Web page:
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Page last updated at 11:05 GMT, Friday, 15 January 2010
Objects tell history of the world
Curator Clem Fisher with World Museum Liverpool's Dodo

The BBC and local museums have teamed up for a year long project to chronicle the world's development through objects, in A History of the World.

Local museums have selected an initial ten objects representing our heritage.

Objects include the church hall stage John Lennon played on the day he met Paul McCartney, a 3000 year old child's rattle and the propeller from torpedoed liner Lusitania.

Museums across Merseyside and Cheshire are uploading items to a website.

Museum objects

The ten initial objects are from the collections of local museums and also include the skeleton of a Dodo, a Titanic survivors lifejacket, a statue of Athena, a shipbuilder's model of confederate raider CSS Alabama, a Roman cavalryman's tombstone, a 1500 year old canoe and a giant statue of St Christopher.

Anyone will be able to add objects they think are important to the A History of the World website.


Steve Judd, Deputy Director of World Museum Liverpool, was involved in choosing the first ten objects for Merseyside and Cheshire, "They are all so different and represent the amazing richness of the museum collections in our region which help to give visitors deep insights into the world and its peoples," he says.

"The hardest thing of all was only choosing ten objects - we could have chosen a thousand and ten and we'd still have been agonising about what we'd left out

"One of the great things about the A History of the World project is the way that it has brought so many organisations together locally and nationally.

"At National Museums Liverpool we've really enjoyed working with the other museums in our region, local and national BBC and the British Museum to play our part in this unique and hugely ambitious project."

From National Museum's Liverpool collection is the stage of St Peter's Church Hall, Woolton which John Lennon stood on performing the evening he met Paul McCartney on 6 July, 1957.

Lennon's band The Quarrymen had earlier played outside at the church fete and it was after their evening performance that John and Paul were introduced by mutual friend Ivan Vaughan.

The stage was dismantled in 2002 when the church hall was renovated.

"In many ways this is such an ordinary stage," says Paul Gallagher Curator of Contemporary Collecting at the Museum of Liverpool.

Beatles stage
Paul McCartney first saw John Lennon perform on this stage in July 1957

"We've all possibly through our lives stood on a very similar stage in church halls and school halls.

"It's not even a particularly beautiful stage but it has enormous power for us for the story of the Beatles."

The stage, which is currently in storage, will take it's place in the new Museum of Liverpool which opens in 2011.

Liverpool's Maritime Museum have an object that recalls Liverpool's relationship to one of the world's most famous disasters, the sinking of the Titanic.

Titanic's owners The White Star line were based in Liverpool, but the Maritime Museum's, a lifejacket from a survivor of the ship, comes from a more humble source.

"It was donated by Mr Earnest Sinclair of West Derby Liverpool," explains Dr Alan Scarth, Curator of Ship Models at the Maritime Museum.

"In 1912 he was a 19 year older waiter on board the rescue ship Carpathia.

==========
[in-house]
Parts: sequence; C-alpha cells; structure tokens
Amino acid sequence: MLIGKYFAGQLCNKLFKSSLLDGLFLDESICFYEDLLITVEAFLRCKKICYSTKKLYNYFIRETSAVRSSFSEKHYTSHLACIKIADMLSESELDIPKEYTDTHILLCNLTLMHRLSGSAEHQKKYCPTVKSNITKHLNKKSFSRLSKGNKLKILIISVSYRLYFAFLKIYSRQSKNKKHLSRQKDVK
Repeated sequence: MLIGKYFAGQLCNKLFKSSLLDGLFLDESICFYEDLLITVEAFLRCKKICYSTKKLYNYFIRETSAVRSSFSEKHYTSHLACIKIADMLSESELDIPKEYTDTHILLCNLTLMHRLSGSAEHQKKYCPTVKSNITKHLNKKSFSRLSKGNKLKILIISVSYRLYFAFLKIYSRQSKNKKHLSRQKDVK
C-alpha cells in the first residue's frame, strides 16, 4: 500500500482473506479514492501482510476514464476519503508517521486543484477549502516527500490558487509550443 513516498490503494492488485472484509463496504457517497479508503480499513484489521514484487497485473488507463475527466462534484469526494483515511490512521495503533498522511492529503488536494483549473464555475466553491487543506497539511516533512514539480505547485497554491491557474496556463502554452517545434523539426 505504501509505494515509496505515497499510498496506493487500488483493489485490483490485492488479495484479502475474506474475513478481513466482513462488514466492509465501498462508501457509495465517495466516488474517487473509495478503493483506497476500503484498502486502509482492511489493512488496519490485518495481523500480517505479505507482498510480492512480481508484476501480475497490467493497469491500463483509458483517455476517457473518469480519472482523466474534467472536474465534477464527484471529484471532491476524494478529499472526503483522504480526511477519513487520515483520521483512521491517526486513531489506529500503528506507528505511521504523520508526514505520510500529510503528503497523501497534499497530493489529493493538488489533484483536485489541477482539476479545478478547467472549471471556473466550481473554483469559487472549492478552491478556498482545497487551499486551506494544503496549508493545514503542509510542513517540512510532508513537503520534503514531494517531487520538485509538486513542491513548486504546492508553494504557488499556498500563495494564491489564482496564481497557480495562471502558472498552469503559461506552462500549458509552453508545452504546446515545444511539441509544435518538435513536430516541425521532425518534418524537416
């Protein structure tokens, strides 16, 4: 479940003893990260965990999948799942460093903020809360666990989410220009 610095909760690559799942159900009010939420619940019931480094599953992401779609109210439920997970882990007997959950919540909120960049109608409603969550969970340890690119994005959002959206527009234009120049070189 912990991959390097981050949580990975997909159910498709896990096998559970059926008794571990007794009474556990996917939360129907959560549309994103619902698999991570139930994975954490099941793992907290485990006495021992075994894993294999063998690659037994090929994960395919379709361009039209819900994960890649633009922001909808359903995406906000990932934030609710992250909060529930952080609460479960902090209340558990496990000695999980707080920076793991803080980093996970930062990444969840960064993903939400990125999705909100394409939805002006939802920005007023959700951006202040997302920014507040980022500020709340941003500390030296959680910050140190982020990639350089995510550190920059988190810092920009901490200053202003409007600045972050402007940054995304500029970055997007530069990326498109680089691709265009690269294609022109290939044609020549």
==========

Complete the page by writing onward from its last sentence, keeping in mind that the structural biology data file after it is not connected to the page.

"You can see that it's actually had its tapes cut from the survivor at the time.

"It was obviously quicker to cut the tapes at the sides rather than undo the bows at the front.

"It's a really evocative item to bring home to people the tragedy that was the sinking of the Titanic."

One of the objects from Williamson Art Gallery and Museum in Birkenhead is a 3000 year old Cypriot child's rattle which illustrates the reach of Liverpool's shipping family's.

The rattle was acquired by the Bibby family in extraordinary circumstances, "There was civil unrest in Nicosia and one of the Bibby family was cruising in his private yacht around the Mediterranean," explains Colin Simpson from the Williamson Museum.

Cypriot child's rattle
The 3000 year old Cypriot child's rattle from Williamson Art Gallery

"The arrival of his yacht in Nicosia harbour was mistaken for a British gunboat and had the effect of quelling the unrest.

"So relieved were the government of Cyprus they gave 100 architectural finds from the island to Mr Bibby as a thank-you gift.

"The little rattle was amongst them."

Steve Judd says for him the rattle is a real stand out object, "It's really difficult to choose one object because they all tell such compelling stories, but if I was pushed, I'd choose the Cypriot child's rattle from the Williamson Art Gallery and Museum, Birkenhead - it's amazing that this cute clay pig has survived for 3,000 years.

"I'm sure it will appeal to children today as much as it must have done all those years ago - sometimes the simplest toys are the best."

Also included in the ten objects is a skeleton of a Dodo held by World Museum Liverpool.

The skeleton of the bird, which became extinct at the end of the 17th Century, is made up of bones from several different Dodo's.

For many years it was thought to have the best preserved toes of any museum specimen, until it was recently discovered that the toes and were man-made and carved from wood.

To find out more about the ten local objects tune in to Breakfast with Tony Snell on BBC Radio Merseyside 95.8FM weekdays from 0600 to 1000GMT.

Watch BBC Inside Out North West (Monday 18 January, BBC ONE, 7.30pm) as Andy Johnson goes in search of Bidston Observatory's Tide Prediction Machine in Wirral.

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